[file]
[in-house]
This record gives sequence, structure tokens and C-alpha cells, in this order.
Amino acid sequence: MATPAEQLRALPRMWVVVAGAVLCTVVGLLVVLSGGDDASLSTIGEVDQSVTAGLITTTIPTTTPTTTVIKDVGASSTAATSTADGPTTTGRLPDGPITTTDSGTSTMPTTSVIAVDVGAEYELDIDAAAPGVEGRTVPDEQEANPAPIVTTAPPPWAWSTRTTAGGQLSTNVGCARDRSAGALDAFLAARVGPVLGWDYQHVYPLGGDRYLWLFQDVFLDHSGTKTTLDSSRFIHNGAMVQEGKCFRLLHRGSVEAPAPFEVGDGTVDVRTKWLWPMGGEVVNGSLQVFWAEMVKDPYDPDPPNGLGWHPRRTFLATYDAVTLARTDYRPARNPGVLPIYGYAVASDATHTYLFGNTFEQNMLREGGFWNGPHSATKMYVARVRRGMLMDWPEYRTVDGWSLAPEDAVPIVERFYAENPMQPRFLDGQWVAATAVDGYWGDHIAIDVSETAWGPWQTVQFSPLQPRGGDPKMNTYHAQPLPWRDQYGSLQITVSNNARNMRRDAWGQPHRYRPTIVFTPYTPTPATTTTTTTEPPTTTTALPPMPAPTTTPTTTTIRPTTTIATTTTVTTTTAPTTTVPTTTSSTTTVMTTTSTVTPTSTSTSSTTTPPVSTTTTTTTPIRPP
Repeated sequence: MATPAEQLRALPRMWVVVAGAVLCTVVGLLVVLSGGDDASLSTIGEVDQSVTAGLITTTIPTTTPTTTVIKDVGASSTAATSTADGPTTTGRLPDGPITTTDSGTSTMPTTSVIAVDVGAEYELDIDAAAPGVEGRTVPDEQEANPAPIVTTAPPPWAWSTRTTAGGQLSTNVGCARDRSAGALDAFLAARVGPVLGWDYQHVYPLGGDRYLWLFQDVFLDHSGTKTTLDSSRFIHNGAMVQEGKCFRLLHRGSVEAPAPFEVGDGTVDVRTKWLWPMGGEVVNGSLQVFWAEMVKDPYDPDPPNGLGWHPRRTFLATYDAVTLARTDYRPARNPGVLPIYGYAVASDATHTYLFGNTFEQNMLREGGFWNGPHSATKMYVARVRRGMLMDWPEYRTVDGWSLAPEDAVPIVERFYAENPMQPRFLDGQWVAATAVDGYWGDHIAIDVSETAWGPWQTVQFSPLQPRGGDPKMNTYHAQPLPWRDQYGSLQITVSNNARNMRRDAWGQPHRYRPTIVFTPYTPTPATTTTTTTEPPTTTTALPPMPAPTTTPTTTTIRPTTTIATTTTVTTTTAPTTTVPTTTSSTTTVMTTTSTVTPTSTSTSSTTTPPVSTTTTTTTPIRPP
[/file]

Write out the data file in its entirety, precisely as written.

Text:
[in-house]
This record gives sequence, structure tokens and C-alpha cells, in this order.
Amino acid sequence: MATPAEQLRALPRMWVVVAGAVLCTVVGLLVVLSGGDDASLSTIGEVDQSVTAGLITTTIPTTTPTTTVIKDVGASSTAATSTADGPTTTGRLPDGPITTTDSGTSTMPTTSVIAVDVGAEYELDIDAAAPGVEGRTVPDEQEANPAPIVTTAPPPWAWSTRTTAGGQLSTNVGCARDRSAGALDAFLAARVGPVLGWDYQHVYPLGGDRYLWLFQDVFLDHSGTKTTLDSSRFIHNGAMVQEGKCFRLLHRGSVEAPAPFEVGDGTVDVRTKWLWPMGGEVVNGSLQVFWAEMVKDPYDPDPPNGLGWHPRRTFLATYDAVTLARTDYRPARNPGVLPIYGYAVASDATHTYLFGNTFEQNMLREGGFWNGPHSATKMYVARVRRGMLMDWPEYRTVDGWSLAPEDAVPIVERFYAENPMQPRFLDGQWVAATAVDGYWGDHIAIDVSETAWGPWQTVQFSPLQPRGGDPKMNTYHAQPLPWRDQYGSLQITVSNNARNMRRDAWGQPHRYRPTIVFTPYTPTPATTTTTTTEPPTTTTALPPMPAPTTTPTTTTIRPTTTIATTTTVTTTTAPTTTVPTTTSSTTTVMTTTSTVTPTSTSTSSTTTPPVSTTTTTTTPIRPP
Repeated sequence: MATPAEQLRALPRMWVVVAGAVLCTVVGLLVVLSGGDDASLSTIGEVDQSVTAGLITTTIPTTTPTTTVIKDVGASSTAATSTADGPTTTGRLPDGPITTTDSGTSTMPTTSVIAVDVGAEYELDIDAAAPGVEGRTVPDEQEANPAPIVTTAPPPWAWSTRTTAGGQLSTNVGCARDRSAGALDAFLAARVGPVLGWDYQHVYPLGGDRYLWLFQDVFLDHSGTKTTLDSSRFIHNGAMVQEGKCFRLLHRGSVEAPAPFEVGDGTVDVRTKWLWPMGGEVVNGSLQVFWAEMVKDPYDPDPPNGLGWHPRRTFLATYDAVTLARTDYRPARNPGVLPIYGYAVASDATHTYLFGNTFEQNMLREGGFWNGPHSATKMYVARVRRGMLMDWPEYRTVDGWSLAPEDAVPIVERFYAENPMQPRFLDGQWVAATAVDGYWGDHIAIDVSETAWGPWQTVQFSPLQPRGGDPKMNTYHAQPLPWRDQYGSLQITVSNNARNMRRDAWGQPHRYRPTIVFTPYTPTPATTTTTTTEPPTTTTALPPMPAPTTTPTTTTIRPTTTIATTTTVTTTTAPTTTVPTTTSSTTTVMTTTSTVTPTSTSTSSTTTPPVSTTTTTTTPIRPP